Harry Alden Pearce (aka ‘HAP’) passed away peacefully at the Maine Veterans Home in Augusta on Tuesday, Nov. 9, 2021.
Born on July 1, 1940, in Louisburg, N.C., to David McKinnie and Grace Johnson Pearce, he was raised in Tavares, Fla., before attending and graduating from the University of Florida and embarking on a 26-year Air Force career. His military career was followed by 15 years as a defense industry executive with Northrop Grumman before retiring to Williamsburg, Va., and then Nobleboro.
No words or obituary could do a proper justice to his life and the kind of person he was. But the lessons of how he lived, and what he stood for, are how he would want to be remembered.
A true southern gentleman, he had a deep appreciation for the outdoors, nature, water, fishing and animals, all fostered by the environment he grew up in the rural south. A strong work ethic, love of sports (especially his alma mater Gators and the Red Sox), desire to help others, and respect for people that he thought were overlooked were convictions he held. He made it his life’s work to try to make things right that he thought were wrong.
While he never attended integrated schools, he worked hard to undo the racial injustices he experienced as a youth throughout his career and life. He stood up for LGBTQ comminutes in the military when that position was not only unpopular, but career limiting. He was an avid supporter of youth and high school sports and strived to recognize the underserved.
A pioneer of the Air Force’s AWACS and JOINT STARS air defense programs, his career afforded him the opportunity to travel extensively, meet with heads of state and rub shoulders with world and industry leaders. And yet, he was as enthusiastic talking about collecting money for the poor as a Kiwanis member as he was briefing a president in the White House situation room. A devout Episcopalian, he was a vestry member in numerous parishes and served on the Jamestown/Yorktown foundation that commemorated the 400th anniversary of Jamestown, Virginia.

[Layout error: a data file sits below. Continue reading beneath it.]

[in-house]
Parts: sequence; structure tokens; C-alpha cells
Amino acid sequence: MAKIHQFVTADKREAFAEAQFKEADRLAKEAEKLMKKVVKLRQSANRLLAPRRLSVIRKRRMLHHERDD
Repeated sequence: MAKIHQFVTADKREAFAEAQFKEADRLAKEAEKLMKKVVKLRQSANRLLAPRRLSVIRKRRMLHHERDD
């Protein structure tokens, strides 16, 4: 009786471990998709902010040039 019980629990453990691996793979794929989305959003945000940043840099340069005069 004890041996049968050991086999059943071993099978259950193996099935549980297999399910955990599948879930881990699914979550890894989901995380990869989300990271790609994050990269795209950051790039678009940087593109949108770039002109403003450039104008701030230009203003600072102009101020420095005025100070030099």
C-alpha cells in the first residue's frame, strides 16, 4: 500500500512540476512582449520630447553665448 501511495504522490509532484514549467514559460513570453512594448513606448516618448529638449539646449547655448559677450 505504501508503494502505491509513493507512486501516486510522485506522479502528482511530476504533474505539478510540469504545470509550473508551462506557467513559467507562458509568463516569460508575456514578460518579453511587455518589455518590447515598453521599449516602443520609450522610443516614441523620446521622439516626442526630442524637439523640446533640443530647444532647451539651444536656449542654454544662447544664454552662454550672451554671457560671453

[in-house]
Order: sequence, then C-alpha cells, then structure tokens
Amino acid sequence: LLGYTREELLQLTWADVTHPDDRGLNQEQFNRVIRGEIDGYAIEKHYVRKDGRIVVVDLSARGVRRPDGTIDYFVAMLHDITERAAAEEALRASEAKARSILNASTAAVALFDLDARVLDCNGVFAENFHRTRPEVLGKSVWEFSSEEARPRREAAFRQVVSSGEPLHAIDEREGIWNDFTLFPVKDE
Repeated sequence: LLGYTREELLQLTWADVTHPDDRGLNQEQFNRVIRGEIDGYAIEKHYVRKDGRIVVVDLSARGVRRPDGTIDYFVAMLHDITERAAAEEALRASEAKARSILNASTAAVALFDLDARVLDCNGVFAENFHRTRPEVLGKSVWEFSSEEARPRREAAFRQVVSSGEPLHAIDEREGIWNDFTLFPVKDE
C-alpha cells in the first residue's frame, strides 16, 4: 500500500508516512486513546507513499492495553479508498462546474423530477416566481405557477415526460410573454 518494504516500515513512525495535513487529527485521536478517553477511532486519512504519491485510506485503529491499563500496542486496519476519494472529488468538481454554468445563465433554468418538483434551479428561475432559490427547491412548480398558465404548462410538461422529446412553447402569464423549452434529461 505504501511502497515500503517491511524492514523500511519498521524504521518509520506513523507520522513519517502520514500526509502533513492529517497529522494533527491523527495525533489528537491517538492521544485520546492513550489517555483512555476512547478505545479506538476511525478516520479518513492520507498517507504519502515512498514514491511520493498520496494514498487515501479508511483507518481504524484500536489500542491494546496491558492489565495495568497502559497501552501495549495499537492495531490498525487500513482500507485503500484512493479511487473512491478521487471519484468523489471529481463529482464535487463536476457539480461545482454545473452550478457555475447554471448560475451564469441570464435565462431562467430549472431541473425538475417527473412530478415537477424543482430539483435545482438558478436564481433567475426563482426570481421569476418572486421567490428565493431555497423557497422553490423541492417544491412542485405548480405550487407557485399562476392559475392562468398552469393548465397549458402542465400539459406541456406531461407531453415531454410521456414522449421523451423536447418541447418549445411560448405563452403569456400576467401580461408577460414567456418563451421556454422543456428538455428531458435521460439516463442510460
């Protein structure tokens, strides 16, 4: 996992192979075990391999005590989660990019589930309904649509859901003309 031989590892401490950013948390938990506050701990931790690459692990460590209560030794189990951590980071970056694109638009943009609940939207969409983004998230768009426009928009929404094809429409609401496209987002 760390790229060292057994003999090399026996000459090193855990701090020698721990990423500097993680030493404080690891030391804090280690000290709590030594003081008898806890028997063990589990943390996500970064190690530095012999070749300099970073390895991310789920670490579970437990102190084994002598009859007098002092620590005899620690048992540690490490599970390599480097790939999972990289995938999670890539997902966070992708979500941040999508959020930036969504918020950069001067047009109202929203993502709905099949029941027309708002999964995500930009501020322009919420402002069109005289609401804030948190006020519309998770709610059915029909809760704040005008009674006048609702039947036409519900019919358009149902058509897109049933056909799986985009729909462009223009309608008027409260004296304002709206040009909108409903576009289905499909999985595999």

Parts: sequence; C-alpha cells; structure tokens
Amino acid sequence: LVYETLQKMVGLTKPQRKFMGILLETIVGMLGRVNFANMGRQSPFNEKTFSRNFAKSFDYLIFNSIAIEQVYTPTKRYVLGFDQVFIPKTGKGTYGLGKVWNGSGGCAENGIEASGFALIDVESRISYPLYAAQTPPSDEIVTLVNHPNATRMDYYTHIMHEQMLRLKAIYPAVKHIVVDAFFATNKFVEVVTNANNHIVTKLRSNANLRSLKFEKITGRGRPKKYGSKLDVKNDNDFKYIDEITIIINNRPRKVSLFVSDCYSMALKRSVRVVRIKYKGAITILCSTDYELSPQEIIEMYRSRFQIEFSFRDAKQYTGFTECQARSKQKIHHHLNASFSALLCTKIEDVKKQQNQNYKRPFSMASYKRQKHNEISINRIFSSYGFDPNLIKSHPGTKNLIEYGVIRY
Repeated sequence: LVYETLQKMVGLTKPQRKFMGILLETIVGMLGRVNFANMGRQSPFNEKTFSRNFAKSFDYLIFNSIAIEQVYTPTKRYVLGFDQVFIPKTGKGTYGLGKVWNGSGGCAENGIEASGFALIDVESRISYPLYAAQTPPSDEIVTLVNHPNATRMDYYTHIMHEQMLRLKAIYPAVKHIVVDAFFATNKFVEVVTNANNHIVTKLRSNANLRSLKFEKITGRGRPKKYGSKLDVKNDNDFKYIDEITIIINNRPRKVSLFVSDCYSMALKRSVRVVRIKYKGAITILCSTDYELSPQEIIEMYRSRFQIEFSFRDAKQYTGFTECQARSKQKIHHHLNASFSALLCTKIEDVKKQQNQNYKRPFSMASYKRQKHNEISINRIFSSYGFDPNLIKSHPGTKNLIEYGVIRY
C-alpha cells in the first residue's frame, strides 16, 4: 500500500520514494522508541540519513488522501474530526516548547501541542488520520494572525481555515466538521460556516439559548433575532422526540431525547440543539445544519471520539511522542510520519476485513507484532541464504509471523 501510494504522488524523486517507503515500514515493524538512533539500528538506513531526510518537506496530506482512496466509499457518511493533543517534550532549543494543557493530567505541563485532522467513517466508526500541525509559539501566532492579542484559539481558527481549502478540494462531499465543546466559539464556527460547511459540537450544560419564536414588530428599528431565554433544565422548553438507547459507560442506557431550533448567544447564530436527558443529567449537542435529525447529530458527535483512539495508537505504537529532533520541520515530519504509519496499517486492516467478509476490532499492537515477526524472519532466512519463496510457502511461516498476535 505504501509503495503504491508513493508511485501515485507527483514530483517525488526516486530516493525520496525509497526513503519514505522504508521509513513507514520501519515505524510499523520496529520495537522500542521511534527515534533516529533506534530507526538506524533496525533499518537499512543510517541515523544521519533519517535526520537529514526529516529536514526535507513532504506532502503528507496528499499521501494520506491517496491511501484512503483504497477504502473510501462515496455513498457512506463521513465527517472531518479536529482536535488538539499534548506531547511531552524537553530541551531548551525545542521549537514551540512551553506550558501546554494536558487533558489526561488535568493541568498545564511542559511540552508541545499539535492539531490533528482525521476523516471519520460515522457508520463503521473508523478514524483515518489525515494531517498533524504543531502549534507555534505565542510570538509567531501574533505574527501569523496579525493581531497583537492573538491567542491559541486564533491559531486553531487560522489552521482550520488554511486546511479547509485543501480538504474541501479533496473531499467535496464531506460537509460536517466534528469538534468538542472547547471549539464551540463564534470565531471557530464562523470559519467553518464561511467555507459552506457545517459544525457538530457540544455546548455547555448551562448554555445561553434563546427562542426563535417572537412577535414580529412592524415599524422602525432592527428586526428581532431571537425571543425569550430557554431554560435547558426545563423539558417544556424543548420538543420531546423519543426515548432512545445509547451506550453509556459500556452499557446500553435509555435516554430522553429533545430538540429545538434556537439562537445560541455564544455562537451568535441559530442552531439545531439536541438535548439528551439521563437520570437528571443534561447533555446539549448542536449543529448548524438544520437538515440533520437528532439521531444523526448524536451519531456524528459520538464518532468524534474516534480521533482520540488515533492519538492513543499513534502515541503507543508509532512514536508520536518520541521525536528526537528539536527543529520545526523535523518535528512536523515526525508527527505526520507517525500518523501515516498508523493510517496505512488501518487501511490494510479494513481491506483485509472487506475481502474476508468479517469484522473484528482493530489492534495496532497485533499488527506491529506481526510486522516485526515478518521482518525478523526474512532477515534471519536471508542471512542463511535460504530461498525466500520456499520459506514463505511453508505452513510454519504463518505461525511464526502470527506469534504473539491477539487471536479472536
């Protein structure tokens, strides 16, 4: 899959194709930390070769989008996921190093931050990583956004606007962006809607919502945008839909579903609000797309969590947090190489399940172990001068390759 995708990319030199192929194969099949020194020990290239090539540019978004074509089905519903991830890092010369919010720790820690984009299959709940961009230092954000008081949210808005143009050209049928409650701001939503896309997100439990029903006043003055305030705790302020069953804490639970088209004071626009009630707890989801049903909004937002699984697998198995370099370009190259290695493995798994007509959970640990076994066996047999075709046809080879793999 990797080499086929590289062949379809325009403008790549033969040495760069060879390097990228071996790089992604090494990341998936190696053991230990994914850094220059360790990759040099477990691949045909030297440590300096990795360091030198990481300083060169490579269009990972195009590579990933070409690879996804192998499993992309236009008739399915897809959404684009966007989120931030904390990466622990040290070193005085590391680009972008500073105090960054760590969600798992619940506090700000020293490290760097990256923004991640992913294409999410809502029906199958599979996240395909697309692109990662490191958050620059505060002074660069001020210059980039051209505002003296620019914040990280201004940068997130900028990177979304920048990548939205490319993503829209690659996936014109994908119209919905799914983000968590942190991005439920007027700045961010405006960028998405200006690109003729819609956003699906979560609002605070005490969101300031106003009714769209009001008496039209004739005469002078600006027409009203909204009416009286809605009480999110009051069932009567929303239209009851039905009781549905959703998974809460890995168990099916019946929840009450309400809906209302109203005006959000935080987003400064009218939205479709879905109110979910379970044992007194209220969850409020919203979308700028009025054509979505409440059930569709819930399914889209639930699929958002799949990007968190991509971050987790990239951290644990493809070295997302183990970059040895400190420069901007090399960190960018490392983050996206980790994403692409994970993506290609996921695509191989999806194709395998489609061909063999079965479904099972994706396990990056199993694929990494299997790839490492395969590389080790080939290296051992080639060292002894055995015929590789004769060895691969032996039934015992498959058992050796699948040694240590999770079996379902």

By far his life’s greatest achievement, as he would tell you, was meeting his wife of 58 years, Sally Lewis Pearce, and bringing his three children Scott, Wendy, and Keith into the world. His “magnificent seven” grandchildren Catherine, Andrew, Jacob, Sydney, Alden, Caroline and Nathan were all fortunate to experience his boundless sense of optimism, generosity, kindness, and conviction to be an upstander in the world and to never turn a blind eye to injustice.
He will be buried at Arlington National Cemetery with military honors. A celebration of life service will be organized next summer by his family at St. Andrew’s Episcopal Church. In lieu of flowers, donations can be made to St. Andrew’s Episcopal Church, P.O. Box 234, Newcastle, ME 04553 (standrewsnewcastle.org).
Arrangements are under the direction and care of the Strong-Hancock Funeral Home, 612 Main St., Damariscotta. Condolences, and messages for his family, may be expressed by visiting stronghancock.com.